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10 questions that need to be answered regarding Favre and the Vikings

Vikings coach Brad Childress and quarterback Brett Favre will meet the media on Wednesday.  They’ll likely be asked a question or two, and they’ll likely offer up at least a semi-plausible answer to each one.

Here are 10 of the questions that we think need to be asked, regardless of whether all we get is a semi-plausible answer, or worse.

1.  When will Favre take the field for the first time?

Few expected Favre to show up in time to take the trip to San Francisco for a Sunday night preseason game against the 49ers. 

Will he travel with the team to California? 

Will he take a few snaps against a 49ers team that probably would like to snap that bum ankle in order to improve its chances of qualifying for — and advancing in — the 2010 postseason?

2.  Will Favre’s contract be adjusted?

A member of the media has reminded us of this quote from Gordon Gekko:  “It’s all about bucks, kid.  The rest is conversation.” 

At this point, it’s widely believed that the Vikings will give Favre a hefty raise.  It’s also believed that Favre will “aw, shucks” his way through a monologue regarding how it’s not about the money.

If that’s the case, someone should ask him to declare that he’ll take nothing more than the $13 million he already is due to earn.

3.  Are we really supposed to believe that a supposedly impromptu visit from three teammates prompted Favre to make up his mind on the spot?

The actual answer to this one is meaningless.  It’ll just be interesting to see Childress and/or Favre try to offer an explanation that passes the smell test.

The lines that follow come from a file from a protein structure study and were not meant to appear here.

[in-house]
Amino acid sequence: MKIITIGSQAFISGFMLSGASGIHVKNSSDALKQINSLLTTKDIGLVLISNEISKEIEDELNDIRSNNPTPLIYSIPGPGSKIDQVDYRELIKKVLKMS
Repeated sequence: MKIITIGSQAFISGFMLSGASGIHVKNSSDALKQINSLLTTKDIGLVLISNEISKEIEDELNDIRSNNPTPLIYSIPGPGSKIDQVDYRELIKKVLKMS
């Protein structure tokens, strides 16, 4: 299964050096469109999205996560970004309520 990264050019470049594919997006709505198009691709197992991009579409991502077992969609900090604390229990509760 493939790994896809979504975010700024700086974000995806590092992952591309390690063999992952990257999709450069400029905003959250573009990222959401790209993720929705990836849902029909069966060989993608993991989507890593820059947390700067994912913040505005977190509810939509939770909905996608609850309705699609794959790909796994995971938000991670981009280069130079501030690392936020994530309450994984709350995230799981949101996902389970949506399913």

4.  What did Dr. Andrews say last week about the ankle?

Favre’s ankle supposedly wasn’t recovering quickly enough.  Last week, he visited with Dr. James Andrews.  In the aftermath of the visit, no details have emerged regarding the condition of the joint.  

So what did Andrews say to Favre about the ankle?  Is it  all of a sudden at 100 percent?  Is it less than 100 percent?  Will it improve or has it reached its ceiling?

5.  What other injuries does Favre currently claim to have?

Last year, Favre talked openly (and repeatedly) about a laundry list of ailments and maladies.  The exercise eventually forced the NFL to fine the Jets for failing to report the partially torn biceps tendon that he suffered during the 2008 season.

And it all became so ridiculous that we eventually added extra body parts (including “taint”) to the list of Favre’s supposedly injuries, along with a trio of illnesses — polio, swine flu, and lupus.

Beyond the ankle, he’ll surely point to some other injured area, if for no reason other than to have a built-in excuse in the event he throws five interceptions against the Saints on September 9.

6.  Is the double standard that applies to Favre hurting the team?

Jimmy Johnson of FOX had some pointed remarks regarding the Vikings’ approach to Favre during Wednesday’s edition of The Dan Patrick Show.  (More on that later.)  While we don’t expect Childress or Favre to say anything insightful or, you know, truthful on that point, it’s a fair question that needs to be posed to anyone and everyone in the organization.